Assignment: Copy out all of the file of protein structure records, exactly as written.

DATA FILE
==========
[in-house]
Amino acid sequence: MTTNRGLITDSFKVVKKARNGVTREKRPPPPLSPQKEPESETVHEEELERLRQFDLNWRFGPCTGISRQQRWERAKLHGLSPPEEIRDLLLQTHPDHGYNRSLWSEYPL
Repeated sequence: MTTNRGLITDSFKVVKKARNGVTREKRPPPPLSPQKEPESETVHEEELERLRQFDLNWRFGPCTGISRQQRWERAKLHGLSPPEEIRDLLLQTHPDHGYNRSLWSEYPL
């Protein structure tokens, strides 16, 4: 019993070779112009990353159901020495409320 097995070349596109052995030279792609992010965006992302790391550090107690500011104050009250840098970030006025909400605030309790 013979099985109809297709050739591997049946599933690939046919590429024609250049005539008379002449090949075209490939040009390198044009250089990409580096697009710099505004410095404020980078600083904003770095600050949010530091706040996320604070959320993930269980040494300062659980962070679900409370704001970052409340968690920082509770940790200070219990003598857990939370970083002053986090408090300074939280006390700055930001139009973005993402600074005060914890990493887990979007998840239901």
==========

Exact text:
[in-house]
Amino acid sequence: MTTNRGLITDSFKVVKKARNGVTREKRPPPPLSPQKEPESETVHEEELERLRQFDLNWRFGPCTGISRQQRWERAKLHGLSPPEEIRDLLLQTHPDHGYNRSLWSEYPL
Repeated sequence: MTTNRGLITDSFKVVKKARNGVTREKRPPPPLSPQKEPESETVHEEELERLRQFDLNWRFGPCTGISRQQRWERAKLHGLSPPEEIRDLLLQTHPDHGYNRSLWSEYPL
């Protein structure tokens, strides 16, 4: 019993070779112009990353159901020495409320 097995070349596109052995030279792609992010965006992302790391550090107690500011104050009250840098970030006025909400605030309790 013979099985109809297709050739591997049946599933690939046919590429024609250049005539008379002449090949075209490939040009390198044009250089990409580096697009710099505004410095404020980078600083904003770095600050949010530091706040996320604070959320993930269980040494300062659980962070679900409370704001970052409340968690920082509770940790200070219990003598857990939370970083002053986090408090300074939280006390700055930001139009973005993402600074005060914890990493887990979007998840239901």